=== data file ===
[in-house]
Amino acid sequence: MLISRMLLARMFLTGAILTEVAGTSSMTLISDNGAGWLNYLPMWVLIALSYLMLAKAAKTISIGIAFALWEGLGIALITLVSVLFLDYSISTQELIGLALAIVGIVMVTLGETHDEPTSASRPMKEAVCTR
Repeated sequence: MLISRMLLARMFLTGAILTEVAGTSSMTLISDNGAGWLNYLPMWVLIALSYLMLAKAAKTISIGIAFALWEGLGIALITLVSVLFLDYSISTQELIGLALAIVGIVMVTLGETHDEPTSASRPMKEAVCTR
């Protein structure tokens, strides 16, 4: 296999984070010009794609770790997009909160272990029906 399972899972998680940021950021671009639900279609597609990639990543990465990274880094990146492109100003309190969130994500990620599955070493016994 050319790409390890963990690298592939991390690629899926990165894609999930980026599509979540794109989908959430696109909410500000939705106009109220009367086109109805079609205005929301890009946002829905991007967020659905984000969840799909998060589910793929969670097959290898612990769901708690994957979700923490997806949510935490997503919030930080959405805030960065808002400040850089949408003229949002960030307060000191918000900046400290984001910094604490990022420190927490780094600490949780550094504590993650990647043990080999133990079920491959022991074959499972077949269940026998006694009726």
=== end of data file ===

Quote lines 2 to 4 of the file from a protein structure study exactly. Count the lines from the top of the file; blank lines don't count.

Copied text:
Amino acid sequence: MLISRMLLARMFLTGAILTEVAGTSSMTLISDNGAGWLNYLPMWVLIALSYLMLAKAAKTISIGIAFALWEGLGIALITLVSVLFLDYSISTQELIGLALAIVGIVMVTLGETHDEPTSASRPMKEAVCTR
Repeated sequence: MLISRMLLARMFLTGAILTEVAGTSSMTLISDNGAGWLNYLPMWVLIALSYLMLAKAAKTISIGIAFALWEGLGIALITLVSVLFLDYSISTQELIGLALAIVGIVMVTLGETHDEPTSASRPMKEAVCTR
């Protein structure tokens, strides 16, 4: 296999984070010009794609770790997009909160272990029906 399972899972998680940021950021671009639900279609597609990639990543990465990274880094990146492109100003309190969130994500990620599955070493016994 050319790409390890963990690298592939991390690629899926990165894609999930980026599509979540794109989908959430696109909410500000939705106009109220009367086109109805079609205005929301890009946002829905991007967020659905984000969840799909998060589910793929969670097959290898612990769901708690994957979700923490997806949510935490997503919030930080959405805030960065808002400040850089949408003229949002960030307060000191918000900046400290984001910094604490990022420190927490780094600490949780550094504590993650990647043990080999133990079920491959022991074959499972077949269940026998006694009726």